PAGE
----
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Integration of free trade agreements in East Asia urged

By Li Jiabao in Qingdao | China Daily | Updated: 2013-06-21 07:31

Commerce ministry negotiator suggests perfect scenario is to create 'common, highly-effective' zone

A senior Chinese trade official on Thursday called for the integration of free trade agreements in East Asia, while experts called for an acceleration of domestic reforms geared toward a market-oriented economy to facilitate the establishment of trade pacts.

Yu Jianhua, China's deputy international trade negotiator at the Ministry of Commerce, said at a FTA forum held in Qingdao on Thursday, "the ideal picture, we believe, is the opening-up of different FTAs to form a common, and highly effective free trade zone."

Yu also emphasized the need for strategies to avoid unfairness stemming from the different coverage of regional FTAs and development imbalances caused by regionally or globally institutionalized trade rules set by developed economies.

"China prioritizes multilateral trade agreements and then regional ones, while advocating the integration of different FTAs to avoid fragmenting global value chains and trade rules," Yu said.

"The Trans-Pacific Partnership and the Regional Comprehensive Economic Partnership have common ultimate goals and will be the stepping stone for integrating Asia-Pacific's FTAs if they are inclusive, open and transparent," he added.

In the last 20 years, East Asian economies set up 63 FTAs, accounting for one-third of the world's total. Most of the trade agreements were finalized recently.

China and South Korea launched bilateral FTA talks in May 2012, while the trilateral FTA negotiations between China, Japan and South Korea started in November 2012.

Talks on the Regional Comprehensive Economic Partnership, or RCEP, led by the Association of Southeast Asian Nations, kicked off in November and are expected to be concluded in 2015.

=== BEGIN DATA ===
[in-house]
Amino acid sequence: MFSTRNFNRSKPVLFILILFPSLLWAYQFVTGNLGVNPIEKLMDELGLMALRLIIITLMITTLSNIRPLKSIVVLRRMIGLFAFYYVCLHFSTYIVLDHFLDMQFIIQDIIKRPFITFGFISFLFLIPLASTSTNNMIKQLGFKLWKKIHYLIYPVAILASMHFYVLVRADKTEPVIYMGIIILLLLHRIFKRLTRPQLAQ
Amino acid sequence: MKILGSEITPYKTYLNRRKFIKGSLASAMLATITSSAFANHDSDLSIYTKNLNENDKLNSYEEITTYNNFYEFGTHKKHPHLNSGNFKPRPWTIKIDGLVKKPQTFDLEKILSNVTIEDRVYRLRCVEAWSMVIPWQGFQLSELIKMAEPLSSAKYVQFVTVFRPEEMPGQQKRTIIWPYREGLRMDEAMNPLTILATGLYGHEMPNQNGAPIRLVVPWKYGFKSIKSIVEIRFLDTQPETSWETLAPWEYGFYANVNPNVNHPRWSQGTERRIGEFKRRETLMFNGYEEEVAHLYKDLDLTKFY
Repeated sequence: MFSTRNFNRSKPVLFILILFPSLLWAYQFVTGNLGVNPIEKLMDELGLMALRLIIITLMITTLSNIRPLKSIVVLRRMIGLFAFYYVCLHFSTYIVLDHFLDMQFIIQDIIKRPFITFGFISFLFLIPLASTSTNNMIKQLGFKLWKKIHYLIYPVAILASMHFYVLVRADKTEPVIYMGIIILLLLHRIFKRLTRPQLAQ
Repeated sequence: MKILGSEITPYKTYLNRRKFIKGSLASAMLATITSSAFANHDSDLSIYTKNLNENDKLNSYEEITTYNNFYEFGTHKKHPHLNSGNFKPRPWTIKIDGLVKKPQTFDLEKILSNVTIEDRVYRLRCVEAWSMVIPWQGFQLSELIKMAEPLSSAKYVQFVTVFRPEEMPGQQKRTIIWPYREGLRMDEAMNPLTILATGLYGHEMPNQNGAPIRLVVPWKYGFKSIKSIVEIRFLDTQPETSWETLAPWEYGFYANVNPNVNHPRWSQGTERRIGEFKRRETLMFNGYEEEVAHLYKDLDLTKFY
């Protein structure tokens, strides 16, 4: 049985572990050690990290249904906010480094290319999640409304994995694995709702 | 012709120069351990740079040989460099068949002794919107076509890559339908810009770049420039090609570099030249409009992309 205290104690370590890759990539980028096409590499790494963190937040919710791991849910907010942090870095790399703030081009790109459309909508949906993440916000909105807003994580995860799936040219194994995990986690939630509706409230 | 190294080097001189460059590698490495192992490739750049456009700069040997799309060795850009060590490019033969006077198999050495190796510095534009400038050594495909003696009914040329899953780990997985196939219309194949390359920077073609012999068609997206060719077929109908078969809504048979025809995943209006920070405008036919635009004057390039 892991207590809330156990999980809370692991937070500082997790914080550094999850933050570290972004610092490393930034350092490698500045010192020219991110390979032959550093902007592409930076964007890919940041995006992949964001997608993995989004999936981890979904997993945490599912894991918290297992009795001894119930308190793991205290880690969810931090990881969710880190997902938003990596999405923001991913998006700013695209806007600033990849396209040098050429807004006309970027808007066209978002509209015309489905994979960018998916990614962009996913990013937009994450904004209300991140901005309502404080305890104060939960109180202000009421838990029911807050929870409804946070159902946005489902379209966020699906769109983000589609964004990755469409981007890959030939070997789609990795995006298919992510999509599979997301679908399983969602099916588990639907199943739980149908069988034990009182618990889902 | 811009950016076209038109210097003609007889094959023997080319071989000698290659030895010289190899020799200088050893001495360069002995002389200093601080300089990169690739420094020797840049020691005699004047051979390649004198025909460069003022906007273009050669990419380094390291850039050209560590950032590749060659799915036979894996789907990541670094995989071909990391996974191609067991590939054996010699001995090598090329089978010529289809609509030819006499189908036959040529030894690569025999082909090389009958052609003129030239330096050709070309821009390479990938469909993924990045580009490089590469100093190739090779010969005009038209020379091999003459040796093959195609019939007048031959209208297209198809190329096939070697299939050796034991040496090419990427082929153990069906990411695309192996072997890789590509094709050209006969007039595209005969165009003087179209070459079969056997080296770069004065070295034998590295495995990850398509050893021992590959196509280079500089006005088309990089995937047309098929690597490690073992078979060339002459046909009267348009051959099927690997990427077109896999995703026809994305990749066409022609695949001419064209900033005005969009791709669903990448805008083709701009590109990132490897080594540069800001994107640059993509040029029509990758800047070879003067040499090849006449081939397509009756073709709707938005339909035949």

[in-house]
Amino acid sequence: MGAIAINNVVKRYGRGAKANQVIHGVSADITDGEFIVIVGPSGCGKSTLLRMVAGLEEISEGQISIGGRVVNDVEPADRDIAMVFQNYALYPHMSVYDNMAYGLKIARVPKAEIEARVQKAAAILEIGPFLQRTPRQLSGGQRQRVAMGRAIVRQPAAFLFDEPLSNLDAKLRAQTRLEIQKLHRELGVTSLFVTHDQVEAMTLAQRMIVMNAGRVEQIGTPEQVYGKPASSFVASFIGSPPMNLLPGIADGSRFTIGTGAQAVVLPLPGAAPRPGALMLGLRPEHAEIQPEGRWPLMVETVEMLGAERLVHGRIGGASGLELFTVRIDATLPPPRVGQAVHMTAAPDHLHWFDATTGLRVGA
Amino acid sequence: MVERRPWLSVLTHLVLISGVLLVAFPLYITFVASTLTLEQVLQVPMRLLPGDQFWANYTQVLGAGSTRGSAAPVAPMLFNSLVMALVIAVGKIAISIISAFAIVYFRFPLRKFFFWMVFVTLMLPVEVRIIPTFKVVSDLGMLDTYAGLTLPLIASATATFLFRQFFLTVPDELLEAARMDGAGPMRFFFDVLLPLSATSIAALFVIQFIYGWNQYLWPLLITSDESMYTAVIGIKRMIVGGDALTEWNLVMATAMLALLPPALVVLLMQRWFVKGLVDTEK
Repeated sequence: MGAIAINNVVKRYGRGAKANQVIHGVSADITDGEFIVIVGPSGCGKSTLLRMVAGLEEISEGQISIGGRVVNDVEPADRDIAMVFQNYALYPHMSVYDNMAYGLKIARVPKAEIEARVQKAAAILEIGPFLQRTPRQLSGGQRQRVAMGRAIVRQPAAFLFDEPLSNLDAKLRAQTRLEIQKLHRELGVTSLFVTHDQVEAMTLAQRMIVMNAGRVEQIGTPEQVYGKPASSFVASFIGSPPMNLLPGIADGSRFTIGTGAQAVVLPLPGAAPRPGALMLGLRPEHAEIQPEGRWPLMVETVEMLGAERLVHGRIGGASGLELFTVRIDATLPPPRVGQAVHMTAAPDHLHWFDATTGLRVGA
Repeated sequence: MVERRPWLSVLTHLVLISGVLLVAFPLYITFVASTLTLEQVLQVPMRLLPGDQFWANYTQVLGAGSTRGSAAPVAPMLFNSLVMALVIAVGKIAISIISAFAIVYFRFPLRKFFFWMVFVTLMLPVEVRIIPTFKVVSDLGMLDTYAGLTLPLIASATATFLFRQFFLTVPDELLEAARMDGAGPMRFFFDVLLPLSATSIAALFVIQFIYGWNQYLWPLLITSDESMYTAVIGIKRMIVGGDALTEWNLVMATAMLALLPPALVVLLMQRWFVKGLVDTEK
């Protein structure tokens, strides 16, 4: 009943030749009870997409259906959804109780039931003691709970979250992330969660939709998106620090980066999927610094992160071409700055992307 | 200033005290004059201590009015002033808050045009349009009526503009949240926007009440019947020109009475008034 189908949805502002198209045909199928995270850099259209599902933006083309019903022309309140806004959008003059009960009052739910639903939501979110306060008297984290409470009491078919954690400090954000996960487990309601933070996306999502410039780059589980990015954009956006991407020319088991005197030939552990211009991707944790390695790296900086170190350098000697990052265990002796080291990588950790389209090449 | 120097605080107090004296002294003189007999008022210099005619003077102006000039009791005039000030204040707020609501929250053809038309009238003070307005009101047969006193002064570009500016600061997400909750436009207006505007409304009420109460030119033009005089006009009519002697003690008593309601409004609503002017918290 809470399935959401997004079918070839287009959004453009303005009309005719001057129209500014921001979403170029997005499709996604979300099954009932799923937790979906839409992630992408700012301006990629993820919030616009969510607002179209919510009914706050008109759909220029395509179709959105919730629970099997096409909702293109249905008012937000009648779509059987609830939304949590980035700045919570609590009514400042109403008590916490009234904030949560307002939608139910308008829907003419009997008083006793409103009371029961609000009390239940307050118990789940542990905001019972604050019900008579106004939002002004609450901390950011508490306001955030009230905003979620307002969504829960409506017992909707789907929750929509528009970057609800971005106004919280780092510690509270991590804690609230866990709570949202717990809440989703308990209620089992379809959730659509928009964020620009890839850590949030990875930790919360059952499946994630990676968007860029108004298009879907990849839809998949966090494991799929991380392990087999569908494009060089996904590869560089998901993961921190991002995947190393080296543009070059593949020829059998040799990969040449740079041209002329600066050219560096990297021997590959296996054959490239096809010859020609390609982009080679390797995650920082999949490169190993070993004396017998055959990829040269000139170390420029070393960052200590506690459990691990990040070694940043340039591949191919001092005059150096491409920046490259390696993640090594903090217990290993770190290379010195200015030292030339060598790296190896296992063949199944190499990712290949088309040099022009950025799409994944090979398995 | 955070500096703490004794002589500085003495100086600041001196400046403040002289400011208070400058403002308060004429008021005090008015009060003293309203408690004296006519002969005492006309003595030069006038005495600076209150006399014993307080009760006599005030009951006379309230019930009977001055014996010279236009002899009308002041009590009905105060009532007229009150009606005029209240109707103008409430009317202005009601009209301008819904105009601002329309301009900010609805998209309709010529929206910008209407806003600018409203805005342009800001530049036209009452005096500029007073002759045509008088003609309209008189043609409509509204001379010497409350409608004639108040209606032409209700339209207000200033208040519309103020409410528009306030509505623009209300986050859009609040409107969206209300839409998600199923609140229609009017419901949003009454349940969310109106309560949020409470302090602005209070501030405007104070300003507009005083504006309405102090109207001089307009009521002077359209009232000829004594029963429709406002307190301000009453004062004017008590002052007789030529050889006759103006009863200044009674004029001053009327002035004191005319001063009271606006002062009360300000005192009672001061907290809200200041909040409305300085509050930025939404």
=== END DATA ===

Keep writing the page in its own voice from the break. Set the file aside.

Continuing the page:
Meanwhile, the United States-pivoted Trans-Pacific Partnership, or TPP, is expected to be completed by the end of the year.

Integration of free trade agreements in East Asia urged

"The flurry of regional FTAs stems from the stagnation of trade talks under the World Trade Organization. China will prioritize its trade talks with South Korea and Japan, while steadily advancing the RCEP," Yu said.

"Many FTAs in the region overlap, and will probably affect trade with different rules of origin, contradictory standards, and so on. We need to further integrate these FTAs and develop a common trade pact to eliminate that impact," said Masahiro Kawai, dean and chief executive officer of the Asian Development Bank Institute.

Zhang Yunling, director of International Studies at the Chinese Academy of Social Sciences, added that less than 20 percent of the expected results of FTAs in East Asia have become real.

"Compared with the fast trade development in East Asia, the region's investment and finance services are less developed. It's necessary to fasten regional FTA integration to create a favorable investment and finance environment for the region's production network and consolidate its role in the world's manufacturing center," said Huo Jianguo, president of the Chinese Academy of International Trade and Economic Cooperation, a think tank for the ministry.

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